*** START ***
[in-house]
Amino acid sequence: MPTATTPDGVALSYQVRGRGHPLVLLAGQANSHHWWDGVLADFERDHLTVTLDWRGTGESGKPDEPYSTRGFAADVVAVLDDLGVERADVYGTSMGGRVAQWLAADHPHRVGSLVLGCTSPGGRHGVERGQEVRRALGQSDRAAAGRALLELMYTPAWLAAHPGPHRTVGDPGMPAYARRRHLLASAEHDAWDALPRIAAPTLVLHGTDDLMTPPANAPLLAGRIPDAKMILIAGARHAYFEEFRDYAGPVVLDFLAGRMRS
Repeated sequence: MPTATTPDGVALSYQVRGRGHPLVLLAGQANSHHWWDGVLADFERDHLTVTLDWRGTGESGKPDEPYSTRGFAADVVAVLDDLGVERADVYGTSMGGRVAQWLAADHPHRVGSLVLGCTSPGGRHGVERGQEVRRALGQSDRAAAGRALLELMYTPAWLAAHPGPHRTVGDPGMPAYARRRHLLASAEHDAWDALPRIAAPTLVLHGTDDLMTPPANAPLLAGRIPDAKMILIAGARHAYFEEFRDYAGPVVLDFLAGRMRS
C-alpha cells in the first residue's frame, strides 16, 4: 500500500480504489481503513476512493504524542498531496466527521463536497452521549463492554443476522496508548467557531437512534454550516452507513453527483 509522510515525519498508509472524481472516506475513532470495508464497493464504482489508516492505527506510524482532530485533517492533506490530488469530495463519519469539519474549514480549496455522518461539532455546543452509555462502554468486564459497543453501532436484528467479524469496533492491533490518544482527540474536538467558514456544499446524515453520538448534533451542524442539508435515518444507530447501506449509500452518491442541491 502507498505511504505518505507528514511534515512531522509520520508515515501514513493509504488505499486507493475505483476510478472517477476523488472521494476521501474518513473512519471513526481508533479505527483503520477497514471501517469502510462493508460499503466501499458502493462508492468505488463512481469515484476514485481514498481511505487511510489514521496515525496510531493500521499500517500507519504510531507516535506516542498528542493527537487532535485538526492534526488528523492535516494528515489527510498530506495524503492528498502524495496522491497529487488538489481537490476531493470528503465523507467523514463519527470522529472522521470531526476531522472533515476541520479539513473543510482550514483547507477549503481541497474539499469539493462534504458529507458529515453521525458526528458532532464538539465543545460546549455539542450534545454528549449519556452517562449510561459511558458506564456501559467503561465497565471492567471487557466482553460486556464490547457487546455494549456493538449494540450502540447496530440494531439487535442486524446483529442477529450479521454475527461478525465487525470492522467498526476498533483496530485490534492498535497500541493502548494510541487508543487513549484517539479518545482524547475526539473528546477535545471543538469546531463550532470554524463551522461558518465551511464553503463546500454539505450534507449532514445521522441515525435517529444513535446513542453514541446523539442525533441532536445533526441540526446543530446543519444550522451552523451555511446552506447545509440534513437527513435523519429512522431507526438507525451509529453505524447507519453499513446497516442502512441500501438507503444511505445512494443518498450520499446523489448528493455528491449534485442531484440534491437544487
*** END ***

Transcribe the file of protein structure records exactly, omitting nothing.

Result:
[in-house]
Amino acid sequence: MPTATTPDGVALSYQVRGRGHPLVLLAGQANSHHWWDGVLADFERDHLTVTLDWRGTGESGKPDEPYSTRGFAADVVAVLDDLGVERADVYGTSMGGRVAQWLAADHPHRVGSLVLGCTSPGGRHGVERGQEVRRALGQSDRAAAGRALLELMYTPAWLAAHPGPHRTVGDPGMPAYARRRHLLASAEHDAWDALPRIAAPTLVLHGTDDLMTPPANAPLLAGRIPDAKMILIAGARHAYFEEFRDYAGPVVLDFLAGRMRS
Repeated sequence: MPTATTPDGVALSYQVRGRGHPLVLLAGQANSHHWWDGVLADFERDHLTVTLDWRGTGESGKPDEPYSTRGFAADVVAVLDDLGVERADVYGTSMGGRVAQWLAADHPHRVGSLVLGCTSPGGRHGVERGQEVRRALGQSDRAAAGRALLELMYTPAWLAAHPGPHRTVGDPGMPAYARRRHLLASAEHDAWDALPRIAAPTLVLHGTDDLMTPPANAPLLAGRIPDAKMILIAGARHAYFEEFRDYAGPVVLDFLAGRMRS
C-alpha cells in the first residue's frame, strides 16, 4: 500500500480504489481503513476512493504524542498531496466527521463536497452521549463492554443476522496508548467557531437512534454550516452507513453527483 509522510515525519498508509472524481472516506475513532470495508464497493464504482489508516492505527506510524482532530485533517492533506490530488469530495463519519469539519474549514480549496455522518461539532455546543452509555462502554468486564459497543453501532436484528467479524469496533492491533490518544482527540474536538467558514456544499446524515453520538448534533451542524442539508435515518444507530447501506449509500452518491442541491 502507498505511504505518505507528514511534515512531522509520520508515515501514513493509504488505499486507493475505483476510478472517477476523488472521494476521501474518513473512519471513526481508533479505527483503520477497514471501517469502510462493508460499503466501499458502493462508492468505488463512481469515484476514485481514498481511505487511510489514521496515525496510531493500521499500517500507519504510531507516535506516542498528542493527537487532535485538526492534526488528523492535516494528515489527510498530506495524503492528498502524495496522491497529487488538489481537490476531493470528503465523507467523514463519527470522529472522521470531526476531522472533515476541520479539513473543510482550514483547507477549503481541497474539499469539493462534504458529507458529515453521525458526528458532532464538539465543545460546549455539542450534545454528549449519556452517562449510561459511558458506564456501559467503561465497565471492567471487557466482553460486556464490547457487546455494549456493538449494540450502540447496530440494531439487535442486524446483529442477529450479521454475527461478525465487525470492522467498526476498533483496530485490534492498535497500541493502548494510541487508543487513549484517539479518545482524547475526539473528546477535545471543538469546531463550532470554524463551522461558518465551511464553503463546500454539505450534507449532514445521522441515525435517529444513535446513542453514541446523539442525533441532536445533526441540526446543530446543519444550522451552523451555511446552506447545509440534513437527513435523519429512522431507526438507525451509529453505524447507519453499513446497516442502512441500501438507503444511505445512494443518498450520499446523489448528493455528491449534485442531484440534491437544487